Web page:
Joseph G. Brooks Sept. 30, 1944 Vietnam U.S. Army - CWO-2 (Chief Warrant Officer - 2nd Class)
Joseph comes from a military family with members serving in WWI and WWII. It was expected that he would join, and he did. In 1963, Joseph enlisted in the Army and went to Fort Ord, California, for basic training. He was there as a private for about three hours and decided it wasn’t for him. So, he volunteered for Officer Candidate School, a prerequisite for flight school, which is what he really wanted. His test scores were good, and he was accepted. Because there was already a build up for Vietnam, basic training was extended to 10 weeks.
In case flight school didn’t work out, Joseph needed a backup plan so he went to Fort Eustis, Virginia, for about a year to learn aircraft maintenance. He actually did some flying there, thanks to some friendly warrant officers, so when he moved to Fort Rucker, Alabama, for his first official flight school, he already knew some of the basics. He also did jump qualification – not to be a paratrooper, but for survival in case his plane went down. He soon decided he’d rather ride the plane down and take his chances.
Joseph was commissioned as a Warrant Officer, which is a rank the Army gave its pilots. It was comparable to a Navy or Air Force first lieutenant. By definition, it’s the rank for someone highly specialized in a specific field. At age 19, Joseph was the youngest Army pilot in the service. He reported to Fort Sill, Oklahoma, for a short two weeks to situate his wife and young child and then went to Fort Rucker for advanced training. In December of 1965, he was deployed to Vietnam and actually flew the plane, taking himself and a squad of pilots to their overseas assignment.
Flying in Vietnam was doubly dangerous. There might be as high as 3000 aircraft in the air with no air traffic control. Aviation weather was tricky. The saying is that Vietnam has two seasons: dry and wet. Dry is when it only rains in the morning, and wet is when it also rains in the afternoon and at night. Joseph says they never scrubbed a mission because of weather. They had enough aerial weather detection to stay clear of the worst of it.
Joseph and the other pilots were always right in the fight, sometimes flying all day and never getting more than 200 feet above the ground. This was real “crop duster” type flying. One time, he was caught along the coast between offshore destroyers and inland artillery batteries. He could feel the shells shaking the plane. Pilots were given 800-foot landing strips, but sometimes it seemed the tape measure might have been a little short. He saw another pilot “discover” some rubber tree stumps that had been left at the end of the airstrip. Airstrips came to be identified by the debris from crashes. “Where are you flying today?” someone would ask. The answer: “Over to where that C-130 went down.” Joseph flew all of the different fixed-wing planes the Army had, but mostly the CV-2.
Flight commanders and office personnel had to fly four hours a month to keep their flight status, so “milk runs” would be authorized for this “straphanger” bunch. Joseph believes they were the source of many of the crashes. Joseph, on the other hand, was spending 60 hours a month flying, sometimes sleeping on the plane. He did one stretch of 60 days without a break. That was one of the reasons he decided not to re-enlist. Also affecting his decision was the orders the Amy had to transfer their fixed-wing planes to the Air Force. Rather than being kept by the Air Force, they ended up in South Vietnamese hands.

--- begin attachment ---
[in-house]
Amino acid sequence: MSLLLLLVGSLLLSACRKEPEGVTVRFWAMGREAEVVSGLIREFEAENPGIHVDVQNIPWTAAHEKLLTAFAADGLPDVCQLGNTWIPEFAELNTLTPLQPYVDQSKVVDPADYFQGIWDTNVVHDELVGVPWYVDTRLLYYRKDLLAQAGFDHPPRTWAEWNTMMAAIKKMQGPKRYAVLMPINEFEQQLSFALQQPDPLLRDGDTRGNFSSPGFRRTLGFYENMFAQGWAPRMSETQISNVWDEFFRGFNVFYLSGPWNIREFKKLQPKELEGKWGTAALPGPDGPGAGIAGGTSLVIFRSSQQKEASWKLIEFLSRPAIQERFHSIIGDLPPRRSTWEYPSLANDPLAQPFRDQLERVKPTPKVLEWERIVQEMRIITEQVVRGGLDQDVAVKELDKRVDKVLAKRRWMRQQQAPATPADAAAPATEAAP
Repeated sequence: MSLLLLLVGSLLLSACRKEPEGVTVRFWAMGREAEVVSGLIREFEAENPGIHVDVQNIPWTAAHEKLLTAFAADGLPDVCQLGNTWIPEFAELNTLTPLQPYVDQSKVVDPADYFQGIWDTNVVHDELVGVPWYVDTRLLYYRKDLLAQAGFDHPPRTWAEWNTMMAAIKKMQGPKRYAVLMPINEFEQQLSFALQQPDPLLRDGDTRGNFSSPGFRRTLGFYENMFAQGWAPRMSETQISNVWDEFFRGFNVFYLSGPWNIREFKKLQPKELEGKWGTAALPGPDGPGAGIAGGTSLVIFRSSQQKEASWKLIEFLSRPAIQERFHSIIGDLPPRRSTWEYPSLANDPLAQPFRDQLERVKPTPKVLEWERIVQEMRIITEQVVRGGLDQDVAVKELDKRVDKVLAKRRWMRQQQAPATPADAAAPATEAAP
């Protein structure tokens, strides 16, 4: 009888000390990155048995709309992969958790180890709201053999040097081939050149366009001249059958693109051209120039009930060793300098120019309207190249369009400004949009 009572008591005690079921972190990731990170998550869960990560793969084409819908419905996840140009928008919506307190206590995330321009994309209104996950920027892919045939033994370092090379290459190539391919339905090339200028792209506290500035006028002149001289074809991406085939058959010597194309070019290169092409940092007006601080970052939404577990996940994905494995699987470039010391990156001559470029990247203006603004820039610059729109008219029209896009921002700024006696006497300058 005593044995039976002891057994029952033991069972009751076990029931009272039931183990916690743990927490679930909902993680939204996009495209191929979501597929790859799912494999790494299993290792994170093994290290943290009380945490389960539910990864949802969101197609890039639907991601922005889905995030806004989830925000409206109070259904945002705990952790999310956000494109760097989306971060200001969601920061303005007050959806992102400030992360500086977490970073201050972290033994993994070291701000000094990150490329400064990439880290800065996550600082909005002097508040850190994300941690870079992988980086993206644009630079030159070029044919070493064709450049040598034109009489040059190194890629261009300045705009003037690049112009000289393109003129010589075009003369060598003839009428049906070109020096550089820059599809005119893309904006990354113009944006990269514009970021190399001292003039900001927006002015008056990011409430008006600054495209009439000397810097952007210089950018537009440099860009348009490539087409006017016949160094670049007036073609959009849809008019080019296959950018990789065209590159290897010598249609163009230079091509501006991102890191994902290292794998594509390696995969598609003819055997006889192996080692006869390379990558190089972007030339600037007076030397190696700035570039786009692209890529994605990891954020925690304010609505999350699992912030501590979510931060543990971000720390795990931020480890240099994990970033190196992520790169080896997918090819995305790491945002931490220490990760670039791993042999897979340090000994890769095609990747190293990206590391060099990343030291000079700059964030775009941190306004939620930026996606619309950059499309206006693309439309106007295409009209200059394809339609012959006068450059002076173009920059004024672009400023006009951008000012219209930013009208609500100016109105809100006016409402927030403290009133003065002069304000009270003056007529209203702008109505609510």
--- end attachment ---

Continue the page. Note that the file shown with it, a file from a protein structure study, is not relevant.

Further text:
Joseph’s last flight in Vietnam was during his transition time when Army pilots were training the Air Force pilots in skills such as “strip hopping.” He had a full bird Colonel (ranked above a lieutenant colonel) with WWII experience as his student. During one conversation, Joseph, 21 years old, said: “Sir, what can I possibly teach you?” The answer was, “You can teach me to stay alive.” He was the best student Joseph ever had.
When Joseph’s tour ended in January of 1967, he returned to Fort Rucker and worked as a flight instructor for the remainder of his five-year term of service.
When Joseph got out, he took the FAA test and qualified to land planes, multi-engine planes and as a flight instructor. He had an offer to fly for Western Airlines, but when he learned he would be stationed in California, he said, “No thanks.” He was going home to Ronan.
One time, Joseph “rode down a plane” in Vietnam and that’s when he got his “souvenir” injury. It didn’t really disable him until later, during his last three months at Fort Rucker. A student pilot caused flight problems that aggravated the old injury. Joseph says the Veteran’s Administration has been good to him for both medical treatment and disability support.
Would he do it all again? Joseph says when he was 18, he was 10-feet tall and bullet-proof. Now he’s old, crippled up and hurting in places he didn’t know he had; but, yes, he would do it again. His mom still wouldn’t be happy about it, but it was accepted as a family duty. Military service is not for everybody – a person has to be tough enough. On the other hand, although Joseph wouldn’t force combat on anyone except in a national emergency, he believes everyone should serve for two years. It doesn’t matter to him if a person carries a gun or a pickax, but they need the experience and discipline besides an understanding of how to support our country. He believes today something more dangerous than war is ignorance of our history, our foundations and what made us the country we are. There is no free lunch, and there is too much whining. Joseph believes public education needs to do a better job.
Most importantly, military service strengthened Joseph’s belief in God – but for God’s grace, he wouldn’t be here today.
Thank you for your service, Joseph.